The High-Tech Barn: Technology Upgrades to Consider for Your Stable

The High-Tech Barn: Technology Upgrades to Consider for Your Stable

March 26, 2021 Off By admin

Evolving technology affects the equestrian world more than ever before. Advancements have made horse health monitors, ride tracking apps, and automated ride video tracking devices commonplace, but technology plays an equally important role in the stable. More than a convenience, technology can help to keep your horse and property safe.

Even if your barn doesn’t yet incorporate technology, you can add many of these devices and systems onto an existing barn, and it’s often simple to do. Consider upgrading your barn with these devices.

Alternative Energy Technology

Technology is changing the very way that barns operate, and Paul Baker, who works in the sales and social media departments for Country Carpenters, Inc., has seen that firsthand. “Having manufactured and assembled post and beam barns throughout New England for more than four decades, we have witnessed some of the same technologies clients enjoy in their homes being added to their barns,” he explains. “With so many of our barns fully or at least partially insulated, climate control technology has been a significant trend over the past decade.” Baker notes that split pump heating and air conditioning units have become particularly popular recently, and they offer climate control at a fraction of the costs of traditional units.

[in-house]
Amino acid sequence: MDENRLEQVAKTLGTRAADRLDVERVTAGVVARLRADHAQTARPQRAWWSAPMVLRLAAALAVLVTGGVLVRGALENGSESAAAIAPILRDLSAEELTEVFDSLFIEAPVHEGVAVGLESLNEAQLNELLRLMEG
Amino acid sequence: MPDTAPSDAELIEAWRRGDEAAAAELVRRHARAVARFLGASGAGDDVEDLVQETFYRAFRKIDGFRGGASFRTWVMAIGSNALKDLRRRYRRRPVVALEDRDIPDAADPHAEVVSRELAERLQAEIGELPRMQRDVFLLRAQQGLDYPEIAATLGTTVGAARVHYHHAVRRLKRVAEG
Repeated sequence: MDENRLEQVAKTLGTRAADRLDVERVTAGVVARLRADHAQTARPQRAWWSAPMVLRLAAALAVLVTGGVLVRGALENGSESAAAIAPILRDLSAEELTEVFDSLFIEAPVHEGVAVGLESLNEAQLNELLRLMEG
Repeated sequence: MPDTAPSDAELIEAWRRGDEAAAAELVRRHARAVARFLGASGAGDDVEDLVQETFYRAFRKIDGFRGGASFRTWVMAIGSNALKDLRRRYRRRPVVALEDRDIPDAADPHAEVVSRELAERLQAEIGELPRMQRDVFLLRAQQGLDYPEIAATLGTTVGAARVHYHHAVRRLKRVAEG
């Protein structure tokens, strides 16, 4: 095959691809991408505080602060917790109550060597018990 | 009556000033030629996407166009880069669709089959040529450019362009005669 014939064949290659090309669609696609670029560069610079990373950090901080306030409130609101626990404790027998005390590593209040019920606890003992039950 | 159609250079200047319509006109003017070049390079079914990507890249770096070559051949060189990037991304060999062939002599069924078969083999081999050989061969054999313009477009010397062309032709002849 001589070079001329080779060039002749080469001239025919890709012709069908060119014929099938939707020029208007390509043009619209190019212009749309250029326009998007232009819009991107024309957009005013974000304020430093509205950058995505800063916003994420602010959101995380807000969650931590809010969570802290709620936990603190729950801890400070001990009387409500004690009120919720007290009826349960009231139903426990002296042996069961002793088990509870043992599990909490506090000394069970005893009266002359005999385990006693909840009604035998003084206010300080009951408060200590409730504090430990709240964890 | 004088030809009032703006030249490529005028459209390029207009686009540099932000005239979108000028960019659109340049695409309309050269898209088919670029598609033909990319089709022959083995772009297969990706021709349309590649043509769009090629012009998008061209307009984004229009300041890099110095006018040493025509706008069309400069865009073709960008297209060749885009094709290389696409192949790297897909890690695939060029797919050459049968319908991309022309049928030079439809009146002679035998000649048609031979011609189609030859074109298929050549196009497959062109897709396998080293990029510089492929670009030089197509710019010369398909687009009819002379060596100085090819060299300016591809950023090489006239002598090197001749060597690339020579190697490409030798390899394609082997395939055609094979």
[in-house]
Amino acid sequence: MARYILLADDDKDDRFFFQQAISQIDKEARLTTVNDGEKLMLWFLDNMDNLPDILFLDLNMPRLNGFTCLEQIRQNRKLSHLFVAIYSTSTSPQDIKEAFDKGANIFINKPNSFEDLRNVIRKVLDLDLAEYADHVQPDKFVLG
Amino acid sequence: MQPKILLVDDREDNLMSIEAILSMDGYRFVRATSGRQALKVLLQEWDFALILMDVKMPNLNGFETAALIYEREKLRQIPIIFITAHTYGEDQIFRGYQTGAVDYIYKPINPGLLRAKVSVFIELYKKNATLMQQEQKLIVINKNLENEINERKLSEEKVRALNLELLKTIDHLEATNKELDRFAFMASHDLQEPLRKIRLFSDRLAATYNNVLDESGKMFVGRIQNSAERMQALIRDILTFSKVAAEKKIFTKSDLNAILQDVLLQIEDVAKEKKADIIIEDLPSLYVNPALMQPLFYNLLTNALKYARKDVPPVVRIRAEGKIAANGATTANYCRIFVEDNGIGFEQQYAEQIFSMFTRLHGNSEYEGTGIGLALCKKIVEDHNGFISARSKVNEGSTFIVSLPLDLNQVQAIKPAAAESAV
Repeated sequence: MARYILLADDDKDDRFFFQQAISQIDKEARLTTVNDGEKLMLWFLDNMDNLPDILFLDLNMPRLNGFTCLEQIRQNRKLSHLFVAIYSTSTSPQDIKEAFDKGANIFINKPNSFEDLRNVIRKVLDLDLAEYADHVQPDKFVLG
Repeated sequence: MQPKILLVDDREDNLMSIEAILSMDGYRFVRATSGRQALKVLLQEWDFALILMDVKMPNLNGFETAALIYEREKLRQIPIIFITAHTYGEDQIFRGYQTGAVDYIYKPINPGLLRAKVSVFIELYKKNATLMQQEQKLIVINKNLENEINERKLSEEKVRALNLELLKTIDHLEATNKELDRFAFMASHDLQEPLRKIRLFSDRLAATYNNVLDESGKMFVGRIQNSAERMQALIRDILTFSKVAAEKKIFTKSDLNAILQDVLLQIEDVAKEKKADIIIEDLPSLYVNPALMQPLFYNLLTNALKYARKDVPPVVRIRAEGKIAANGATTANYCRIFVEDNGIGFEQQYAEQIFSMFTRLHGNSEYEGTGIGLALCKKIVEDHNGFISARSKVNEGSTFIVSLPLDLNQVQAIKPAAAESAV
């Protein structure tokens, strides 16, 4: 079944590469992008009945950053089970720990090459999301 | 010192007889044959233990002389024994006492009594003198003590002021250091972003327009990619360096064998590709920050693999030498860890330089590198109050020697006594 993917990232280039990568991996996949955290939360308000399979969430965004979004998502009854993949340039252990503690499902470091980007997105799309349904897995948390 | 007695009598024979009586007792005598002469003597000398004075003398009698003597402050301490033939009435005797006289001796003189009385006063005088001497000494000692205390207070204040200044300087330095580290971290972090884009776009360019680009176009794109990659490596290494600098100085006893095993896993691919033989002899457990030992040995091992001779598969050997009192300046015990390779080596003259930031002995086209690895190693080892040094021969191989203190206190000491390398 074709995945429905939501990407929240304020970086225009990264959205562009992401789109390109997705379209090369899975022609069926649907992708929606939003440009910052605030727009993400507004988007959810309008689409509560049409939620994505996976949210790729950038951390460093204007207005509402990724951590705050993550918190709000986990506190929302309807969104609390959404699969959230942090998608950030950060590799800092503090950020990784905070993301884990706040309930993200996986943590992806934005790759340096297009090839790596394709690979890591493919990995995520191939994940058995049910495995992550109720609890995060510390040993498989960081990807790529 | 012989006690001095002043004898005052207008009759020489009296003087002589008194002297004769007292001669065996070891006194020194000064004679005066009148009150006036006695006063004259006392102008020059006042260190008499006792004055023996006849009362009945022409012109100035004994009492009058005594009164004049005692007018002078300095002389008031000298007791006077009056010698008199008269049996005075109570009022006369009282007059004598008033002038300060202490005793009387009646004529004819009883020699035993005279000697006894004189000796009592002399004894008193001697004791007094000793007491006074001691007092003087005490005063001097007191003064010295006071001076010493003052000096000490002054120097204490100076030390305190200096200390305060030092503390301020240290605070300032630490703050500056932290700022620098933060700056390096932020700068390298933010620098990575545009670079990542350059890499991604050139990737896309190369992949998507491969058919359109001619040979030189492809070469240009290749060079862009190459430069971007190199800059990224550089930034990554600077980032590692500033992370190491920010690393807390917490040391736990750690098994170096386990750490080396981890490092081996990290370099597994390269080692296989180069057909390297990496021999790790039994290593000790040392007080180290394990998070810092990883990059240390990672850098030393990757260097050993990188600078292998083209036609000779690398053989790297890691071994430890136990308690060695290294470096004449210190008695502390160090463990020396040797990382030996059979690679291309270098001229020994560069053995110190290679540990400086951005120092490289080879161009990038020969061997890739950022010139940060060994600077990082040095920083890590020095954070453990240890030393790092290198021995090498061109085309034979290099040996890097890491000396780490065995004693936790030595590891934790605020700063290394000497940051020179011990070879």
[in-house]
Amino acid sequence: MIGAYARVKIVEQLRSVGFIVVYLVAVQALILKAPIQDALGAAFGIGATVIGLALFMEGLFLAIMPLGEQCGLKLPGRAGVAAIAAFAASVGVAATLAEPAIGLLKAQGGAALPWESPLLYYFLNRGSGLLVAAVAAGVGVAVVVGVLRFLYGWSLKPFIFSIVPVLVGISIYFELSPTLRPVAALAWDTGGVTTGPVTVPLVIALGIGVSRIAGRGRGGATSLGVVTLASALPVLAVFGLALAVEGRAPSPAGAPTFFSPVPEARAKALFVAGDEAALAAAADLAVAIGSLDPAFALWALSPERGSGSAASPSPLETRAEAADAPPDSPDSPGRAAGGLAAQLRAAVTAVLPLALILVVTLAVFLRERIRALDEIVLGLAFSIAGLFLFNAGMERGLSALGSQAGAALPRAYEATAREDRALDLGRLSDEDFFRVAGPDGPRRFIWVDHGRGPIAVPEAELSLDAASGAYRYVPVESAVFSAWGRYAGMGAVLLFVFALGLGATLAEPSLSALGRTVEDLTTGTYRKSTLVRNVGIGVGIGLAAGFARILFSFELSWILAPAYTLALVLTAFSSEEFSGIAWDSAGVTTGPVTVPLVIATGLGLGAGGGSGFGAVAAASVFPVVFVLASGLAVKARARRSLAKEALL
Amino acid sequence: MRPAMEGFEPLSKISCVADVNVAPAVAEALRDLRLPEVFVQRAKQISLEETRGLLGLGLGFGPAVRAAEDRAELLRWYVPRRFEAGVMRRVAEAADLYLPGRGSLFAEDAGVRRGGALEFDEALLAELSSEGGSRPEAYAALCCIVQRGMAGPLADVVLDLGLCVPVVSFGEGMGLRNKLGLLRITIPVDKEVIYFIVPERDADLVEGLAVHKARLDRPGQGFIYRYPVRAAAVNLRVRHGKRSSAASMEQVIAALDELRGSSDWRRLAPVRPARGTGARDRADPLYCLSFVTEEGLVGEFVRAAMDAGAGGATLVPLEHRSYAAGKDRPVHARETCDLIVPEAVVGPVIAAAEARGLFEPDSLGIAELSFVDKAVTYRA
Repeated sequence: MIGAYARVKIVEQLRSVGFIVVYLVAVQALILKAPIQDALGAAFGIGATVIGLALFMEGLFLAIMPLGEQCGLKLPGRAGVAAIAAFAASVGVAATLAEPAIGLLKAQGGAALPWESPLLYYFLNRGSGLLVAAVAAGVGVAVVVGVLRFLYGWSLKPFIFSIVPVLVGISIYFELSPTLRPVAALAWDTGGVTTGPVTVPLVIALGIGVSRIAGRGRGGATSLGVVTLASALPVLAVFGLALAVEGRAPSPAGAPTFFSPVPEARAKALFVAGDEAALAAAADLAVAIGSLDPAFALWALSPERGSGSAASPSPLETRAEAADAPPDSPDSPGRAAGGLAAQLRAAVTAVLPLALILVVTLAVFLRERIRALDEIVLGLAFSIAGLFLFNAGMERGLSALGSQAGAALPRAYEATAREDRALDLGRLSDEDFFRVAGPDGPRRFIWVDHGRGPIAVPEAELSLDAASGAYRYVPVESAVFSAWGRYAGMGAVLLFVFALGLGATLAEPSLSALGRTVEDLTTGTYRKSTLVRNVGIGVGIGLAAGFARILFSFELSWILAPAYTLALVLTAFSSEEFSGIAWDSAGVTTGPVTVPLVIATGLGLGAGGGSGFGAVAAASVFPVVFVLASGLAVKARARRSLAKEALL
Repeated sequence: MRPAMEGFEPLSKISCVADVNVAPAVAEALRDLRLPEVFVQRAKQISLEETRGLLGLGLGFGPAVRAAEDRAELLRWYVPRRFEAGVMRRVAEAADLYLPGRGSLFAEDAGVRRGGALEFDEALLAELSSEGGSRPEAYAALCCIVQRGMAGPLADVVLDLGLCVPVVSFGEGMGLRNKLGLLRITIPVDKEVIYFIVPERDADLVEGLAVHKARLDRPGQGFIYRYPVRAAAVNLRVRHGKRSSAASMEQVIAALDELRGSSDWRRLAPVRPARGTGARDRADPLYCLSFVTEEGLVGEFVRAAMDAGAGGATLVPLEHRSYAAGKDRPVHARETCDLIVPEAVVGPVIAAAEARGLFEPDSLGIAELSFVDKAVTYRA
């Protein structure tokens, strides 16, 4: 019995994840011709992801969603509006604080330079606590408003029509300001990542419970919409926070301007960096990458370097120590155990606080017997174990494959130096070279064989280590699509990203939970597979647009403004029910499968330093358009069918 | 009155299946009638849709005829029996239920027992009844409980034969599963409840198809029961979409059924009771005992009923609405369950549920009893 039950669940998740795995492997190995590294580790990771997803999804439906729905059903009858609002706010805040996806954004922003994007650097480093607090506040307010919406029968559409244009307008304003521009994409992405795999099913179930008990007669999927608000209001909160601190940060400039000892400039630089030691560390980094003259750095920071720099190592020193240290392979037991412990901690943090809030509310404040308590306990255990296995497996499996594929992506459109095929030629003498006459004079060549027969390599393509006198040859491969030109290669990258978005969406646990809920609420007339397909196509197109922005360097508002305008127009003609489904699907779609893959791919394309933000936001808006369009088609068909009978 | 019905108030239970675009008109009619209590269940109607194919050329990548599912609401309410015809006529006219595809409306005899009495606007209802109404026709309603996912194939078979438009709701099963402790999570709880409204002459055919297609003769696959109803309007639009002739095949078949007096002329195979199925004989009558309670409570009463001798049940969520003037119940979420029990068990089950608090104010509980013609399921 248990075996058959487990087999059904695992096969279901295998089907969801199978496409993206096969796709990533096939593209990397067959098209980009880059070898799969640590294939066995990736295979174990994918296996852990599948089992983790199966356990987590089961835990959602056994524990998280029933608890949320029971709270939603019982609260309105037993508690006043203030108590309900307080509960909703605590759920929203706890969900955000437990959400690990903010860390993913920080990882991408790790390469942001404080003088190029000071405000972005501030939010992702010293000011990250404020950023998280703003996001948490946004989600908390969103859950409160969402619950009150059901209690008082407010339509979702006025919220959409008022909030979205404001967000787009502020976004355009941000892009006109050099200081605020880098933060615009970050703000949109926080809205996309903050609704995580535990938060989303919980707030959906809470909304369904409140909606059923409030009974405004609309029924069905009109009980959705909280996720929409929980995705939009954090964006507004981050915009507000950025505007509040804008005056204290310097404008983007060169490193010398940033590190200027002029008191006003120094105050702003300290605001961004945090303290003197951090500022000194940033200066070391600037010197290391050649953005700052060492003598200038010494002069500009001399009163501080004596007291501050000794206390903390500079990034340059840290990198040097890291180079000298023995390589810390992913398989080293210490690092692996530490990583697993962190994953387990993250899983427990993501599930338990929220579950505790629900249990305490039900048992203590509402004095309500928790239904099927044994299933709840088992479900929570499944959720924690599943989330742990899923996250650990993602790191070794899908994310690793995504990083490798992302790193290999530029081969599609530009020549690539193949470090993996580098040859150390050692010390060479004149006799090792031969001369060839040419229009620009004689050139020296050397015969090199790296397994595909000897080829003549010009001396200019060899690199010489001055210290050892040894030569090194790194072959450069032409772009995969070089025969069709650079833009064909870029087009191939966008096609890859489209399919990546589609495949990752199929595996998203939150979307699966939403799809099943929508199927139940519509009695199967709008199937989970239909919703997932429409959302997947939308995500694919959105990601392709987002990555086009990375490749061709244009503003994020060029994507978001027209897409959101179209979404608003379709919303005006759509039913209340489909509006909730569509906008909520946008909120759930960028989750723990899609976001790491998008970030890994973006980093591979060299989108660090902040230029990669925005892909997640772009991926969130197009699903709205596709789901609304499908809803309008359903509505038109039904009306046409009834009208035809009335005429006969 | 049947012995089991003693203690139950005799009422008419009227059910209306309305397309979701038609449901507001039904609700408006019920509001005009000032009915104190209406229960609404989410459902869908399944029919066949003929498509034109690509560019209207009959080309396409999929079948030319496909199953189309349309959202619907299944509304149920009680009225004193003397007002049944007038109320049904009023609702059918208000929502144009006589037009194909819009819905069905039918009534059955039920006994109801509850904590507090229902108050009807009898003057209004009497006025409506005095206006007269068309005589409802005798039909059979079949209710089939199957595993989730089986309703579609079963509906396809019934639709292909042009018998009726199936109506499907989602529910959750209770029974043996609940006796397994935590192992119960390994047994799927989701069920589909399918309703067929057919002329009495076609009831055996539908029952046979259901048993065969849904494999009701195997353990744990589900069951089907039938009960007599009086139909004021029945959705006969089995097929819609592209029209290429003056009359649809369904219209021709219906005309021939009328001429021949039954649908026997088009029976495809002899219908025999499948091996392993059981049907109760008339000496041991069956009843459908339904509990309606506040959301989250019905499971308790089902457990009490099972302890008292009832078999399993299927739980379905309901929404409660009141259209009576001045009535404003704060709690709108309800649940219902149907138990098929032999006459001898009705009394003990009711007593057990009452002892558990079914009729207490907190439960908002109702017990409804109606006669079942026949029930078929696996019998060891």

“Solar power is another significant trend we’ve seen incorporated into many of our barn builds,” says Baker. “Our barns have even been purchased specifically to serve as the solar array platform on numerous properties.”

While solar panels can be added onto an existing barn, it’s important to ensure that the structure is capable of supporting those panels. Baker explains that Country Carpenters, Inc. carries an engineer’s seal on their building plans, meaning that the barns are designed to satisfy stringent building codes, including roof loads capable of supporting heavy New England snow events. “These design criteria exceed load bearing requirements for the solar arrays we’ve seen installed on our barns,” he says.

He notes that adding on solar panels when a barn is being built may alter some of the steps taken in its construction. “For example, some panels have mounting components which are installed before roof shingles, and some are designed to be installed afterward. It’s also not uncommon for a client to request an interior mounting surface in keeping with the style of the barn for panels or other components associated with the array.”